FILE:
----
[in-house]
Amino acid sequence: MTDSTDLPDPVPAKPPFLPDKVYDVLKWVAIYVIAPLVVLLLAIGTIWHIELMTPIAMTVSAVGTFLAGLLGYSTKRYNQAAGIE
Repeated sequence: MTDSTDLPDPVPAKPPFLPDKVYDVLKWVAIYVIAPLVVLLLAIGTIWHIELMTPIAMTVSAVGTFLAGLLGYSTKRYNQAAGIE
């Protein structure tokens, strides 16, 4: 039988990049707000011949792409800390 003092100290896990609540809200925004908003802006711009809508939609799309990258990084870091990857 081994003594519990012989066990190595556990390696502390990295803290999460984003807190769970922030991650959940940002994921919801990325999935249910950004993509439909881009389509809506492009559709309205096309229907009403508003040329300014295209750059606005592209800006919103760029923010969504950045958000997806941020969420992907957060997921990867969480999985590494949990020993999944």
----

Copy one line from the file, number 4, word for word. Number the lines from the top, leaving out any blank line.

């Protein structure tokens, strides 16, 4: 039988990049707000011949792409800390 003092100290896990609540809200925004908003802006711009809508939609799309990258990084870091990857 081994003594519990012989066990190595556990390696502390990295803290999460984003807190769970922030991650959940940002994921919801990325999935249910950004993509439909881009389509809506492009559709309205096309229907009403508003040329300014295209750059606005592209800006919103760029923010969504950045958000997806941020969420992907957060997921990867969480999985590494949990020993999944």